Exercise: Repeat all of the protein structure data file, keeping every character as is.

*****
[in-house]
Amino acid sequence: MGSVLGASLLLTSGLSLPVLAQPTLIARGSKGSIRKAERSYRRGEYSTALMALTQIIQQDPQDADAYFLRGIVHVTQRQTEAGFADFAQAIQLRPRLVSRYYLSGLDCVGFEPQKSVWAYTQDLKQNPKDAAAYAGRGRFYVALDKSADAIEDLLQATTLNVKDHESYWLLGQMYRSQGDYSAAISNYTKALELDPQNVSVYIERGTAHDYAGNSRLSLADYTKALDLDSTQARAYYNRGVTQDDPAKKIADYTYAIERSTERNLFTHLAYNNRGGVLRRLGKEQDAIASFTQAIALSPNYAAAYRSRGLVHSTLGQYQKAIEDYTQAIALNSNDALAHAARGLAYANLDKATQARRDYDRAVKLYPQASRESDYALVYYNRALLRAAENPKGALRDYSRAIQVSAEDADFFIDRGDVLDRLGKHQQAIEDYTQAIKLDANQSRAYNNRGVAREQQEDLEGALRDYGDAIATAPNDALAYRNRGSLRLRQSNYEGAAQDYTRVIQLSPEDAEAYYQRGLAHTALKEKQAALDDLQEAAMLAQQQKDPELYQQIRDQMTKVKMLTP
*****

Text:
[in-house]
Amino acid sequence: MGSVLGASLLLTSGLSLPVLAQPTLIARGSKGSIRKAERSYRRGEYSTALMALTQIIQQDPQDADAYFLRGIVHVTQRQTEAGFADFAQAIQLRPRLVSRYYLSGLDCVGFEPQKSVWAYTQDLKQNPKDAAAYAGRGRFYVALDKSADAIEDLLQATTLNVKDHESYWLLGQMYRSQGDYSAAISNYTKALELDPQNVSVYIERGTAHDYAGNSRLSLADYTKALDLDSTQARAYYNRGVTQDDPAKKIADYTYAIERSTERNLFTHLAYNNRGGVLRRLGKEQDAIASFTQAIALSPNYAAAYRSRGLVHSTLGQYQKAIEDYTQAIALNSNDALAHAARGLAYANLDKATQARRDYDRAVKLYPQASRESDYALVYYNRALLRAAENPKGALRDYSRAIQVSAEDADFFIDRGDVLDRLGKHQQAIEDYTQAIKLDANQSRAYNNRGVAREQQEDLEGALRDYGDAIATAPNDALAYRNRGSLRLRQSNYEGAAQDYTRVIQLSPEDAEAYYQRGLAHTALKEKQAALDDLQEAAMLAQQQKDPELYQQIRDQMTKVKMLTP